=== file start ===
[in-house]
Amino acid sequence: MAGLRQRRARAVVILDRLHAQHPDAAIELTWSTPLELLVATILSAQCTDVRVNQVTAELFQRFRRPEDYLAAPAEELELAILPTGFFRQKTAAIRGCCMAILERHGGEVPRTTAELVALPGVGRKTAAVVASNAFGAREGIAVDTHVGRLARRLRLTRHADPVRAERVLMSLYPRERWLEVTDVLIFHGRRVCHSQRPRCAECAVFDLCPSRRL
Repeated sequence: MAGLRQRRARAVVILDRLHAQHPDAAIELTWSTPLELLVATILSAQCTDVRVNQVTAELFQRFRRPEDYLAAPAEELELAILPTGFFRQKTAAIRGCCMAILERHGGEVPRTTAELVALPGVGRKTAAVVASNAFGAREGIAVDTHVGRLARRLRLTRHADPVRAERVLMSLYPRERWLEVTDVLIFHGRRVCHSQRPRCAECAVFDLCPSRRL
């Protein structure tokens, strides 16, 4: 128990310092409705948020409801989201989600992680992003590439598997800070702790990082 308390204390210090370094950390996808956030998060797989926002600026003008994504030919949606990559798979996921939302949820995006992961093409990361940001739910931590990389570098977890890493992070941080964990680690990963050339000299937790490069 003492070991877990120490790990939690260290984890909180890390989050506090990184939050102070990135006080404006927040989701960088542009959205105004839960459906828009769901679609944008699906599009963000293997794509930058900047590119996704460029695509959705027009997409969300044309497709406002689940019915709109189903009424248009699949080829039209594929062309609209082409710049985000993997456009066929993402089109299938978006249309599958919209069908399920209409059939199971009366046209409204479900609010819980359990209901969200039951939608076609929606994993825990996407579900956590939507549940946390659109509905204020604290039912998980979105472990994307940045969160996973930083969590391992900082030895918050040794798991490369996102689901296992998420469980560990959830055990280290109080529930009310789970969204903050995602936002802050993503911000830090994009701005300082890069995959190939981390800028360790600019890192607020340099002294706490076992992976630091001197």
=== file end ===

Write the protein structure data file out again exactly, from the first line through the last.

[in-house]
Amino acid sequence: MAGLRQRRARAVVILDRLHAQHPDAAIELTWSTPLELLVATILSAQCTDVRVNQVTAELFQRFRRPEDYLAAPAEELELAILPTGFFRQKTAAIRGCCMAILERHGGEVPRTTAELVALPGVGRKTAAVVASNAFGAREGIAVDTHVGRLARRLRLTRHADPVRAERVLMSLYPRERWLEVTDVLIFHGRRVCHSQRPRCAECAVFDLCPSRRL
Repeated sequence: MAGLRQRRARAVVILDRLHAQHPDAAIELTWSTPLELLVATILSAQCTDVRVNQVTAELFQRFRRPEDYLAAPAEELELAILPTGFFRQKTAAIRGCCMAILERHGGEVPRTTAELVALPGVGRKTAAVVASNAFGAREGIAVDTHVGRLARRLRLTRHADPVRAERVLMSLYPRERWLEVTDVLIFHGRRVCHSQRPRCAECAVFDLCPSRRL
């Protein structure tokens, strides 16, 4: 128990310092409705948020409801989201989600992680992003590439598997800070702790990082 308390204390210090370094950390996808956030998060797989926002600026003008994504030919949606990559798979996921939302949820995006992961093409990361940001739910931590990389570098977890890493992070941080964990680690990963050339000299937790490069 003492070991877990120490790990939690260290984890909180890390989050506090990184939050102070990135006080404006927040989701960088542009959205105004839960459906828009769901679609944008699906599009963000293997794509930058900047590119996704460029695509959705027009997409969300044309497709406002689940019915709109189903009424248009699949080829039209594929062309609209082409710049985000993997456009066929993402089109299938978006249309599958919209069908399920209409059939199971009366046209409204479900609010819980359990209901969200039951939608076609929606994993825990996407579900956590939507549940946390659109509905204020604290039912998980979105472990994307940045969160996973930083969590391992900082030895918050040794798991490369996102689901296992998420469980560990959830055990280290109080529930009310789970969204903050995602936002802050993503911000830090994009701005300082890069995959190939981390800028360790600019890192607020340099002294706490076992992976630091001197």